There are some albums that REALLY need a second chance with a decent re-release, and Jon Anderson’s 1982 album Animation is one which was crying out for some love and respect, to be presented again with characteristic care and attention, as has now been done by the excellent Cherry Red label. This remastered and expanded edition casts new light on an album which had curiously been ill-served in previous releases. Animation reveals the continuing fascination of the clearly Vangelis influenced Anderson with electronic instrumentation, amidst a diverse array of other influences.
The late ’70s and early ’80s were a period of abundant and varied creativity for Anderson, including three very different solo albums alongside two albums with Yes and his collaborations with Vangelis. It is difficult to plot a course from Anderson’s startlingly original solo debut Olias of Sunhillow in 1976 to this more mainstream third solo album in 1982. In truth, the major shift in focus had already occurred with 1980’s Song of Seven, which has a similar musical agenda and diversity to Animation. Indeed, Animation retained many of the collaborators Anderson worked with on Song of Seven, including the lovely complimentary backing vocals of Chris Rainbow, Ronnie Leahy on keyboards, percussionist Maurice Pert, John Giblin on bass, guitarist Clem Clemson (of Colosseum) and Cream bassist Jack Bruce. Additionally, like some sort of musical magpie, Anderson collected a rather dazzling array of other guest musicians, including Mike Oldfield’s drummer Simon Phillips, plus Greenslade’s Dave Lawson and David Sancious, both on keyboards. Anderson also returned to an old friend from his mid-’60s pre-Yes days, The Warriors’ drummer Ian Wallace, who later played with King Crimson. It’s an impressive roster of artists and Anderson seemed determined to use them across a range of different styles.
It is interesting how a re-release may reveal facets of a work not really appreciated upon first listening. When first hearing this in 1982 I must admit to some disappointment, but that was probably borne more out of my own expectations and hopes (basically I wanted another Olias of Sunhillow, but that was a definite ‘one off’ and those days were gone). Upon hearing this re-release, I initially still struggled to some extent – so what do you do if you’re struggling? You ask a friend for help. TPA’s man in New Jersey Mike Strauss is a lifelong aficionado of all things Yes, and Jon Anderson in particular, so I asked for his opinion – and here it is:
‘No matter how Jon or the press tried to distance themselves from the fact that this was an attempt by Jon to do a solo YES/Prog album, it is exactly what they’ve done.
Olias of Sunhillow, to me, is an experiment in soundscapes with Eastern musical influences thrown in, and not really in the ‘prog’ arena. Animation is the only solo Jon Anderson release that dips its big toe into the ‘Prog’ pool. He accomplished it with Vangelis and later with Jean-Luc Ponty, and with The Flower Kings’ Roine Stolt on 2016’s Invention of Knowledge, but Animation is solo Jon recreating YES.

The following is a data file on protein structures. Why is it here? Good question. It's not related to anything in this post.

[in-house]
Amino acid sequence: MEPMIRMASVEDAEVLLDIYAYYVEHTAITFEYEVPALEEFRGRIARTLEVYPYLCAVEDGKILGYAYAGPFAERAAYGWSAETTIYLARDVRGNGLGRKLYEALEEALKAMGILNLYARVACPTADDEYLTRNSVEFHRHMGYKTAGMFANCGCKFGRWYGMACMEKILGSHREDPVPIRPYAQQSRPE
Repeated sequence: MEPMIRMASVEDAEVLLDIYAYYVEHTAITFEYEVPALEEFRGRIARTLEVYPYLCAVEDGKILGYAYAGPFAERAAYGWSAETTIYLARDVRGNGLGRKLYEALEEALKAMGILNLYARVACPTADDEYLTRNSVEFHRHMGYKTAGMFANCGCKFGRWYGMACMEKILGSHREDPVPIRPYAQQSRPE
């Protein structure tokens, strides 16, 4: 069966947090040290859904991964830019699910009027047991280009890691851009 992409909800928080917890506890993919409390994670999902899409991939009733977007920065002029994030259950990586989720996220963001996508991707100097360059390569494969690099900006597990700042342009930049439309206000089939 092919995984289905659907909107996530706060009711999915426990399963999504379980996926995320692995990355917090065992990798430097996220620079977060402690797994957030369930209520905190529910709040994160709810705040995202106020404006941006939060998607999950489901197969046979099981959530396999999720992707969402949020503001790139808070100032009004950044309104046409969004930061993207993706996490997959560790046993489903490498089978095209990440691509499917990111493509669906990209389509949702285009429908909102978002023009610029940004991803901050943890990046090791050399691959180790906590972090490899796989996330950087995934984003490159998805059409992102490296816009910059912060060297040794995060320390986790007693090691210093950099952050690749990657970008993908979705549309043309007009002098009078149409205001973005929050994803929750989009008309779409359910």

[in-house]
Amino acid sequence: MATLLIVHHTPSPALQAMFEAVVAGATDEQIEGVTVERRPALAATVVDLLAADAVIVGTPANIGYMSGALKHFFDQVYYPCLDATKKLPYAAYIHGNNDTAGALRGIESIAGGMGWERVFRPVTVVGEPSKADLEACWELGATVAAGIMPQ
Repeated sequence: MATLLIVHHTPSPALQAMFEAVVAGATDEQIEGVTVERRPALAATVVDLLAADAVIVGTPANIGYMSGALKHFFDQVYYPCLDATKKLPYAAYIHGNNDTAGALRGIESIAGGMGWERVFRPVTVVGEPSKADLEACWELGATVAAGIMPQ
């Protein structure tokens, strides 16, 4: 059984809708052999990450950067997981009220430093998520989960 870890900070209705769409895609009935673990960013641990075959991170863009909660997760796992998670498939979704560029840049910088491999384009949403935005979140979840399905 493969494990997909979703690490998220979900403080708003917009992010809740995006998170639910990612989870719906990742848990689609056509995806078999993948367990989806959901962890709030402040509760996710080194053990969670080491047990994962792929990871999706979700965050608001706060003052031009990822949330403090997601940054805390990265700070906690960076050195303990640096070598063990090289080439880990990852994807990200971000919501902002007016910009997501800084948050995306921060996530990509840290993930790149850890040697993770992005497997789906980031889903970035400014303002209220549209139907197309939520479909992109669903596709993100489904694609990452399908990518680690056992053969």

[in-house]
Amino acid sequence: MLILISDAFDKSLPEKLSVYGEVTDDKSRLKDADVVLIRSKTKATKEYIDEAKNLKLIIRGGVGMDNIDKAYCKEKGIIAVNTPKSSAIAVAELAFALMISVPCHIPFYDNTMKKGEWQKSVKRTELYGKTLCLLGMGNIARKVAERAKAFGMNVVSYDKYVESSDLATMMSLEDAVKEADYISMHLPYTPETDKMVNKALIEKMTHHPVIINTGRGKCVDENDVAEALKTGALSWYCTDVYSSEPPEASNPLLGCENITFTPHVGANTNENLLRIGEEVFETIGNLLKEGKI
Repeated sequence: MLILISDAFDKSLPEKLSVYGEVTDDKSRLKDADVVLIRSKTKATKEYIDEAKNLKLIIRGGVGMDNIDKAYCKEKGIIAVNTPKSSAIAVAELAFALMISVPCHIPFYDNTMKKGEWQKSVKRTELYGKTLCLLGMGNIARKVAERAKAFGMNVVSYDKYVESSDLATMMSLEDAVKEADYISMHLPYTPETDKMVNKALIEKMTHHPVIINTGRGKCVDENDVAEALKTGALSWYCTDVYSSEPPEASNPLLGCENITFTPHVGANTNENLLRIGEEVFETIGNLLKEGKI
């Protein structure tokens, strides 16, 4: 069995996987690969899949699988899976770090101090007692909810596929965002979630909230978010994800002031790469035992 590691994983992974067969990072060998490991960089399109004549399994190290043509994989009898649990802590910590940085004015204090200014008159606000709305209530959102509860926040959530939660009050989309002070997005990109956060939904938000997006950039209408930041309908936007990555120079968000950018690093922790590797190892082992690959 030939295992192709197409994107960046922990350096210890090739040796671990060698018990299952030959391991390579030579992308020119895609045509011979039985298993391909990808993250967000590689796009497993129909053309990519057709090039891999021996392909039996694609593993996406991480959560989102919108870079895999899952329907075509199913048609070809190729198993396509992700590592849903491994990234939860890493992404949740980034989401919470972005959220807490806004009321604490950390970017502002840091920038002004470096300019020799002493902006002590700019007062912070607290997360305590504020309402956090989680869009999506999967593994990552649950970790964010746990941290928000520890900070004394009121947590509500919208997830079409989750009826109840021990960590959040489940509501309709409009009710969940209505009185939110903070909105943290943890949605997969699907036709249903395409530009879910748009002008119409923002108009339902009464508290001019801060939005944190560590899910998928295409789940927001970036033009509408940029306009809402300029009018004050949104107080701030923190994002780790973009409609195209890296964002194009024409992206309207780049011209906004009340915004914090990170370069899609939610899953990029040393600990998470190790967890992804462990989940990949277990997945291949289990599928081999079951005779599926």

The songs are very much in the mid to late ’70s style Yes with bits of Relayer thrown in.
On this record Jon assembled a core band with instrumentation similar to YES. The genius of this record is that 3/5 of the band came from jazz backgrounds. Clem Clemson and Simon Philips bring a Rock/Prog approach while the other three players are predominately jazz players. They created a beautiful progressive arrangement to Jon’s songs and any denial that these could have been offered to YES is foolish.
Animation, the title track, is written in the same emotional context as Turn of the Century. Where Turn of the Century takes us on the journey of a relationship ending in the death of one of its partners, Animation brings us to the beginning of life with the personal, emotional story of the birth of Jon’s daughter. Both songs are lyrically written with concise, straightforward thoughts and emotions. They are unlike his characteristic ‘spacey’ lyrics or his tendency to nothing but metered rhyme sequences. Animation has many song structure changes. It works on so many levels. Surrender is a homage to peace, surrendering all instruments of war and is a perfect bookend to Imagine by John Lennon.
On many of the songs Jon has included his own brand of harmony, first heard on We Have Heaven from Fragile in 1971. It’s his unique vocal sound originating with YES and it now appears on this solo album.
Jon later recorded new age records, pop records and Celtic records. Their predecessor Animation shows where he was going with his roots, but as the arranger Anderson maintains his Prog stylings.
If there’s a question or criticism of Animation it has to be why these songs weren’t offered to and recorded by Yes. Jon’s other works are clearly not meant for his Yes band mates. Animation is clearly Anderson solo but with the ghosts of Yes in the studio with him.’
Wow! Well, it just goes to show how two people who profess to like similar music can hear the same songs and seemingly hear two very different albums. However, this different perspective from a person whose opinion I respected did send me back to the album with fresh ears. What had I been missing… if anything? Perhaps it was time to listen again and judge it on its own merits rather that what I wanted it to be all those years ago!
The informative CD booklet includes an interview with Jon which reveals all sorts of interesting perspectives, including the influence of Vangelis, with whom he had recorded two albums, Short Stories (1980) and The Friends of Mr Cairo (1981). The opening track Olympia is about Anderson’s new found fascination with keyboards and electronic music, inspired by a visit to an equipment festival held at the Olympia exhibition centre in London. However, alongside the more electronic elements of this track one can also hear Anderson’s characteristic high quality layered vocals and bursts of guitar from Clem Clemson, and even some typically angelic harmony vocals and ethereal lyrics:
Songs of Infinite, My Child media”
Threaded into this thumping electronic anthem, Anderson has embroidered some more progressive motifs. It is quite an opening song.